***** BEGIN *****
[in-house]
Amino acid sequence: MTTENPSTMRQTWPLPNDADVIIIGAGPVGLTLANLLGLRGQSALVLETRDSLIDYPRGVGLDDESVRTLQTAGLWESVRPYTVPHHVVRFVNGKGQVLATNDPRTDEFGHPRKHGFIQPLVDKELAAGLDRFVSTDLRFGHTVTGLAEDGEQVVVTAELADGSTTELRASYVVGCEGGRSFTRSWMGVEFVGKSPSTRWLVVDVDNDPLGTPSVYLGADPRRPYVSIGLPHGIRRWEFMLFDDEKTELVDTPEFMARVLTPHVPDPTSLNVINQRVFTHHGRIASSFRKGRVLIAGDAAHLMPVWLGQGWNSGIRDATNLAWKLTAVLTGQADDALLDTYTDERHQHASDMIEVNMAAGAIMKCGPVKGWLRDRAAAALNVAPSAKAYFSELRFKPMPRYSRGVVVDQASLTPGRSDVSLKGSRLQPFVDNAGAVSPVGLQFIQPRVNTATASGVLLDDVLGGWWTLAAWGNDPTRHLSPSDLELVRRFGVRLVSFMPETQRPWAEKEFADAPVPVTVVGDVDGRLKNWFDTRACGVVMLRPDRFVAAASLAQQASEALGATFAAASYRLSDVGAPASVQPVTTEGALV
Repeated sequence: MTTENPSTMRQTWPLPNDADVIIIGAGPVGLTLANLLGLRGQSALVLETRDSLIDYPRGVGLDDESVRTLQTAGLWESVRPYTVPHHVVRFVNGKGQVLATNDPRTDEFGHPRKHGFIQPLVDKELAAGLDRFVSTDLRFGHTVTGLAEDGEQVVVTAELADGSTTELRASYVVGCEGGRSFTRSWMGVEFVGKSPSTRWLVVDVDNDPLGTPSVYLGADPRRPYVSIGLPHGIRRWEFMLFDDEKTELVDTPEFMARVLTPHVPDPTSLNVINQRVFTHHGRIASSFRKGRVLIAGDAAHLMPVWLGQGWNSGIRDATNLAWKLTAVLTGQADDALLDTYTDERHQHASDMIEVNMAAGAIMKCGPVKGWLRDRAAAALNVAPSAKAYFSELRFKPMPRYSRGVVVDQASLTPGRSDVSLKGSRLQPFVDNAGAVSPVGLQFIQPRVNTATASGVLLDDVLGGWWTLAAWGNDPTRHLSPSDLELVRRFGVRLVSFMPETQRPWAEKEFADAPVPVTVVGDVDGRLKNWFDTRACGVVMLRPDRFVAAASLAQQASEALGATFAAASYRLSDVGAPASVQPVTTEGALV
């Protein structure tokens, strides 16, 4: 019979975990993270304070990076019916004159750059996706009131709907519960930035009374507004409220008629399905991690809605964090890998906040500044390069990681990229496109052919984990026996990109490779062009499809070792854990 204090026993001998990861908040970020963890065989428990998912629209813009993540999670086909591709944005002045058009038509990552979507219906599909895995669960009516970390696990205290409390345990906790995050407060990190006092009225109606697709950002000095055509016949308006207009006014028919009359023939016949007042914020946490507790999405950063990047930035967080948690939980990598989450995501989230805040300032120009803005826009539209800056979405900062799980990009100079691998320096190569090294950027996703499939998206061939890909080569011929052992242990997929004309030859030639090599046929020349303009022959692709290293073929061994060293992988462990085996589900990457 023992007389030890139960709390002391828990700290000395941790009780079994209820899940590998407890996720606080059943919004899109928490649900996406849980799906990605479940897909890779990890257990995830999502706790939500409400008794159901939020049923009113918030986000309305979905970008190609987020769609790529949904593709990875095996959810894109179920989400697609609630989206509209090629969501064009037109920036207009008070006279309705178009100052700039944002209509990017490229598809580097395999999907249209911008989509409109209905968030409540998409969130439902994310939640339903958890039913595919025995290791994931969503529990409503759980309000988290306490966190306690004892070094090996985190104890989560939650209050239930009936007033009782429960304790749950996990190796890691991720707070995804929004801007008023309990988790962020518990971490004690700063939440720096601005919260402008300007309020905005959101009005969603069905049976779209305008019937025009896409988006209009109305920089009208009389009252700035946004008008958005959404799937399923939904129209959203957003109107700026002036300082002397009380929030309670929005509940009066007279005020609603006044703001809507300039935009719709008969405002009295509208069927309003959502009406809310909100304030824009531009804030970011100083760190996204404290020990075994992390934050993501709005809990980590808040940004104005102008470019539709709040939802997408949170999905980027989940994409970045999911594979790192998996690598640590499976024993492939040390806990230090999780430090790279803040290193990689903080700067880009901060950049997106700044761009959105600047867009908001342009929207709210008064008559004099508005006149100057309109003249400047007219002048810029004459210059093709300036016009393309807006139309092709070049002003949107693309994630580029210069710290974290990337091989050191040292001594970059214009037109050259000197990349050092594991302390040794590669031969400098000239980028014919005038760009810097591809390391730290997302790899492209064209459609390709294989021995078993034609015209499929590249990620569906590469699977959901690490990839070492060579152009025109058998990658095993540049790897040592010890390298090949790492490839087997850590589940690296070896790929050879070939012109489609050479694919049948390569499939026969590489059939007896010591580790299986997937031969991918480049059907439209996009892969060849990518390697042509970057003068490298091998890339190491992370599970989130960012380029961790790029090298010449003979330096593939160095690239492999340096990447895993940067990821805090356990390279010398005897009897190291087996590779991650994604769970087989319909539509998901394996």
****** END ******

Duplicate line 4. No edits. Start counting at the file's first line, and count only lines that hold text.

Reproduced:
């Protein structure tokens, strides 16, 4: 019979975990993270304070990076019916004159750059996706009131709907519960930035009374507004409220008629399905991690809605964090890998906040500044390069990681990229496109052919984990026996990109490779062009499809070792854990 204090026993001998990861908040970020963890065989428990998912629209813009993540999670086909591709944005002045058009038509990552979507219906599909895995669960009516970390696990205290409390345990906790995050407060990190006092009225109606697709950002000095055509016949308006207009006014028919009359023939016949007042914020946490507790999405950063990047930035967080948690939980990598989450995501989230805040300032120009803005826009539209800056979405900062799980990009100079691998320096190569090294950027996703499939998206061939890909080569011929052992242990997929004309030859030639090599046929020349303009022959692709290293073929061994060293992988462990085996589900990457 023992007389030890139960709390002391828990700290000395941790009780079994209820899940590998407890996720606080059943919004899109928490649900996406849980799906990605479940897909890779990890257990995830999502706790939500409400008794159901939020049923009113918030986000309305979905970008190609987020769609790529949904593709990875095996959810894109179920989400697609609630989206509209090629969501064009037109920036207009008070006279309705178009100052700039944002209509990017490229598809580097395999999907249209911008989509409109209905968030409540998409969130439902994310939640339903958890039913595919025995290791994931969503529990409503759980309000988290306490966190306690004892070094090996985190104890989560939650209050239930009936007033009782429960304790749950996990190796890691991720707070995804929004801007008023309990988790962020518990971490004690700063939440720096601005919260402008300007309020905005959101009005969603069905049976779209305008019937025009896409988006209009109305920089009208009389009252700035946004008008958005959404799937399923939904129209959203957003109107700026002036300082002397009380929030309670929005509940009066007279005020609603006044703001809507300039935009719709008969405002009295509208069927309003959502009406809310909100304030824009531009804030970011100083760190996204404290020990075994992390934050993501709005809990980590808040940004104005102008470019539709709040939802997408949170999905980027989940994409970045999911594979790192998996690598640590499976024993492939040390806990230090999780430090790279803040290193990689903080700067880009901060950049997106700044761009959105600047867009908001342009929207709210008064008559004099508005006149100057309109003249400047007219002048810029004459210059093709300036016009393309807006139309092709070049002003949107693309994630580029210069710290974290990337091989050191040292001594970059214009037109050259000197990349050092594991302390040794590669031969400098000239980028014919005038760009810097591809390391730290997302790899492209064209459609390709294989021995078993034609015209499929590249990620569906590469699977959901690490990839070492060579152009025109058998990658095993540049790897040592010890390298090949790492490839087997850590589940690296070896790929050879070939012109489609050479694919049948390569499939026969590489059939007896010591580790299986997937031969991918480049059907439209996009892969060849990518390697042509970057003068490298091998890339190491992370599970989130960012380029961790790029090298010449003979330096593939160095690239492999340096990447895993940067990821805090356990390279010398005897009897190291087996590779991650994604769970087989319909539509998901394996």